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27 March 2017

3AW DRIVE – INTERVIEW WITH TOM ELLIOTT

E&EO…

Subjects: ASBFEO Late Payments Inquiry

TOM ELLIOTT: Our next guest is the Small Business Ombudsman Kate Carnell, good afternoon.

KATE CARNELL: Hi Tom.

TOM ELLIOTT: Are you surprised to see these figures that collectively small Australian businesses are owned $26 billion?

KATE CARNELL: I’m not surprised Tom.  We’ve just done a major inquiry into payment times.  My office has been in place 12 months now and when I first took up the job we went out to small business and asked them what was the thing that was driving them crazy and they said “payment times”.  I was surprised that it was above penalty rates and a whole range of other things all of which were important to them but this was the thing at the top of the tree.  We’ve now done a significant inquiry and we’re going to report in a couple of weeks and it shows that this is a huge huge problem.

TOM ELLIOTT: Who are the perpetrators? Who are the scoundrels? Is it much bigger companies like a large supermarket or something like that or is it just other small business who themselves might be suffering cash flow problems?

KATE CARNELL: Tom, unfortunately it’s big multinationals.  These big overseas companies are the perpetrators.  Companies that are going to 120 days as their standard contract terms.

TOM ELLIOTT: So four months before they pay?

KATE CARNELL: Before they even start to think about paying and this is becoming quite endemic and once that happens, once those big guys go to 120 days plus another 30 days often, then that goes all the way through the supply chain.   I was speaking just on Friday to a mid-sized Australian company in the transport space, they deal with large food manufacturers and others and they are saying they’re seeing this 120 days scenario, it’s hitting their business as a mid-sized business and that of course ends up flowing through the whole supply chain.  If they’re not paid, they can’t pay the next guy.

TOM ELLIOTT: I had that problem recently with a large company which just instead of paying me in one week as agreed paid me in one month.  It didn’t cause me any real issues but I now feel like invoicing them for some interest on the amount.  What can small businesses do because the problem is if you’re dependent on a large company as your customer you don’t want to upset them, do you?

KATE CARNELL: You don’t want to upset them and therein lies the problem.  Small businesses are at the end of the supply chain so they’ve got to pay their staff, they’ve got to pay their landlord, their suppliers because their suppliers won’t supply them if they don’t pay and so they’ve go nowhere to go at all.  You know Tom, 90 per cent of small business that go broke go broke because of cash flow issues.  Some of those are about just not enough customers but an increasing number are because the money going out is much faster than they money coming in and that’s this payment time issue  and we’ve seen really large companies like Mars and Kellogg and these sort of companies going to 120 days and thinking that’s quite reasonable.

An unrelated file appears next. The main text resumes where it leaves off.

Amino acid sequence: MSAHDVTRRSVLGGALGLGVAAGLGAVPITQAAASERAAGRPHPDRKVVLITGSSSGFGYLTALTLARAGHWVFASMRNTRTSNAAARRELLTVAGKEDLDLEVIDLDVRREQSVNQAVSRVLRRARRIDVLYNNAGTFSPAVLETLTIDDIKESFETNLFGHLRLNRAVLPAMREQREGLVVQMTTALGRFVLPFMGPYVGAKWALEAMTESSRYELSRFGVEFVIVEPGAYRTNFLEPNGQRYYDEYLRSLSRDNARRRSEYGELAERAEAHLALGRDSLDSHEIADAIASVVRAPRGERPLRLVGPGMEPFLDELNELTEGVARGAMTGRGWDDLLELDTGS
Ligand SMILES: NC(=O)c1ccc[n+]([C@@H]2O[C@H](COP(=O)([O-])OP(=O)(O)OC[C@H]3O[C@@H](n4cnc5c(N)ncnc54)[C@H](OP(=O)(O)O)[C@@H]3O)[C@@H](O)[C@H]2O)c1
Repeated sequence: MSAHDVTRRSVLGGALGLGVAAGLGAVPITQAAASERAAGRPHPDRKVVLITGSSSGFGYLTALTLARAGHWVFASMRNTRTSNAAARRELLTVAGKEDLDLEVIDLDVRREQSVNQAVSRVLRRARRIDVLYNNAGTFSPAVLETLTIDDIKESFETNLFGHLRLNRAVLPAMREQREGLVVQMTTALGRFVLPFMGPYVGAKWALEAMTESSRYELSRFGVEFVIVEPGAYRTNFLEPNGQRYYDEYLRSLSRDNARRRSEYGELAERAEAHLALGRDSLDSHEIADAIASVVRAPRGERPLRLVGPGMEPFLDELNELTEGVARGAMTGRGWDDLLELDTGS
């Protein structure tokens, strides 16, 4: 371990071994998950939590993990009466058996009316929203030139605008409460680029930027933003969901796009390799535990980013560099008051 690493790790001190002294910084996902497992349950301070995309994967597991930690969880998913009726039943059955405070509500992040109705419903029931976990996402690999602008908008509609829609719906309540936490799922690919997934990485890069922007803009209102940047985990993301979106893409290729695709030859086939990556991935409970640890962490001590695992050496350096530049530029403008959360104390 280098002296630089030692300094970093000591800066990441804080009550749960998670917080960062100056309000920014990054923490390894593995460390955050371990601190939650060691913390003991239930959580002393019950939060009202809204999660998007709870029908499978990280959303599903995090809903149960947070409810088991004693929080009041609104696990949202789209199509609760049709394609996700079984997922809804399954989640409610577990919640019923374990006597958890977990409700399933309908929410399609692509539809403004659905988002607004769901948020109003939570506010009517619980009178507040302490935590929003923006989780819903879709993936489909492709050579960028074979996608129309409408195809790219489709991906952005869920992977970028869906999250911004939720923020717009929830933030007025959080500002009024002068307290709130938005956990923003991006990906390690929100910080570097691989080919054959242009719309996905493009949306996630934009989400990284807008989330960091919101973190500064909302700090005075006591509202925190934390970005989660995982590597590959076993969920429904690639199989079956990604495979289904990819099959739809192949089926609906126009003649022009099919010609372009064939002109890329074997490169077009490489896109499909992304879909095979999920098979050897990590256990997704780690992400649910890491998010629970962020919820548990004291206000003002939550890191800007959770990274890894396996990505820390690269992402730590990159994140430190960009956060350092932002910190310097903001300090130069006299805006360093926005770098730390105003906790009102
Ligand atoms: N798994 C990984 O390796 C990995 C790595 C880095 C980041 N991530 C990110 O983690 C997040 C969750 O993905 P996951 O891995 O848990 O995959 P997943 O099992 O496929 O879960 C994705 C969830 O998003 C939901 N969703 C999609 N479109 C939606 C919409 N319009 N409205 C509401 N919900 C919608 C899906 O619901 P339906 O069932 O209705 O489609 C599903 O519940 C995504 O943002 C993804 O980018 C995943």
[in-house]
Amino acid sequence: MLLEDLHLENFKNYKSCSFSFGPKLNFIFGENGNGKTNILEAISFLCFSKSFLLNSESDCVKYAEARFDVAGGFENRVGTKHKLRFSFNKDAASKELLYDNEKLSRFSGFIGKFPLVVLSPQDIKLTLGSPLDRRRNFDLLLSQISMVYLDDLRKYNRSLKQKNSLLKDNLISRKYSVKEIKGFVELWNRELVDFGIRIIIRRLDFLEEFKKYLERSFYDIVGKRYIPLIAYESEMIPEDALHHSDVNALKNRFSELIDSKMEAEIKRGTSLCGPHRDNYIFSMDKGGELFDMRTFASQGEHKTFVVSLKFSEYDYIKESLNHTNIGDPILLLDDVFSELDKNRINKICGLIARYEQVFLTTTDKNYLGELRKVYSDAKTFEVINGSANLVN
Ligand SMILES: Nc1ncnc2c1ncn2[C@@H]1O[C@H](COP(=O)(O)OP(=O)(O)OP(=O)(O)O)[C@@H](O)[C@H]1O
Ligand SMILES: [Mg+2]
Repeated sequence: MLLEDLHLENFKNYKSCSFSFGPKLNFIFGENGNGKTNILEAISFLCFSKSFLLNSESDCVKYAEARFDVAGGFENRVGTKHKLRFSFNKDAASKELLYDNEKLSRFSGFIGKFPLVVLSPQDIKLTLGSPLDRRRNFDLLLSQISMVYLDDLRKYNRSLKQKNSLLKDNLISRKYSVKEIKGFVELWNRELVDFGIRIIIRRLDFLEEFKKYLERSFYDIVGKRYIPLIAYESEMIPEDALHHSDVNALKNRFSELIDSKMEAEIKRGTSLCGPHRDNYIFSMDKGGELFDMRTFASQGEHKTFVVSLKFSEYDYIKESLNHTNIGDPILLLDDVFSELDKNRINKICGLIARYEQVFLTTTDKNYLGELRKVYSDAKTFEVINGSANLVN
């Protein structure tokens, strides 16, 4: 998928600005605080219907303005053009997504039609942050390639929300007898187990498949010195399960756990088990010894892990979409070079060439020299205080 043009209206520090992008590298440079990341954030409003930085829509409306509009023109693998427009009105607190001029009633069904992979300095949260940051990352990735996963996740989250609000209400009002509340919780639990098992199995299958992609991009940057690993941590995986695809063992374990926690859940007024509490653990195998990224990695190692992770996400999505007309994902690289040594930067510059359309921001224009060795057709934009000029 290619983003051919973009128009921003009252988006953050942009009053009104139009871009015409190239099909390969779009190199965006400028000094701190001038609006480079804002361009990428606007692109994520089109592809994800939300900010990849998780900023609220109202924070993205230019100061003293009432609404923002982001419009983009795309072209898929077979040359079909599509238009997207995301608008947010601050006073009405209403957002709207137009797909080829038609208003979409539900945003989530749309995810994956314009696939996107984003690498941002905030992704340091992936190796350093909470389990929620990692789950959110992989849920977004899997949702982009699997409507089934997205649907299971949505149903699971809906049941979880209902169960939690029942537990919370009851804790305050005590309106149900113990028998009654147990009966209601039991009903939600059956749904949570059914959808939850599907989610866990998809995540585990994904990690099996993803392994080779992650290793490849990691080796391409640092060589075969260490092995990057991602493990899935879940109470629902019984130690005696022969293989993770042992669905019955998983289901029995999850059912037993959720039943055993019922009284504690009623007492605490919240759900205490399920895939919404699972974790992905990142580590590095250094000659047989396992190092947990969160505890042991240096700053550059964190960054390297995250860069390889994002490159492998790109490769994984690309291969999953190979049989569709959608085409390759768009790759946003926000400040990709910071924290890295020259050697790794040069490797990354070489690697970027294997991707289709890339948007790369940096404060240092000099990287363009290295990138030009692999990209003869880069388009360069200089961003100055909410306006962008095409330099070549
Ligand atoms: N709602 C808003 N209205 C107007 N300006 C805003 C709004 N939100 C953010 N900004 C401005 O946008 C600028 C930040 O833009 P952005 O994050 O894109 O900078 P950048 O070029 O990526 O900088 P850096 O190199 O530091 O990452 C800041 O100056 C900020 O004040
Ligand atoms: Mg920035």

TOM ELLIOTT: Is there anything you can do?  If you’re dealing with Mars or a Kellogg or someone like that you presumably can’t just say to them “get stuffed, I’ll go somewhere else” because in many cases there is no somewhere else.  What do you do?

KATE CARNELL: I think what we’re going to have to do and this is contrary to what I’d say normally but I think we’re going to have to have some very real rules, maybe some regulation in this space because what those big companies say is “decisions are made at head office in the US or in Europe or something and we simply can’t move”.  We will be recommending a range of approaches: that is reporting payment terms and times in the public record, the UK’s going down that path; we’ll be looking at a binding code, but the dilemma is if those big companies simply will pay no attention unless it’s in line with the law of the land of the country they they’re dealing with – we’re going to have to take that seriously.  This is getting worse, 60 per cent of businesses told us it’s worse than it was 12 months ago and getting worse by the day because those big companies can get away with it – they are.  I have to tell you something really bad here.  What some of them are doing is having a relationship with a bank and saying, “well look we won’t pay you for 120 days but hey we’ve done this really good deal and you can borrow money from the bank to tide you over at a really good interest rate that we’ve negotiated on your behalf”.  I find that just extraordinary.

TOM ELLIOTT: Yeah, it’s unconscionable.  Thank you Kate.  Kate Carnell, Small Business Ombudsman.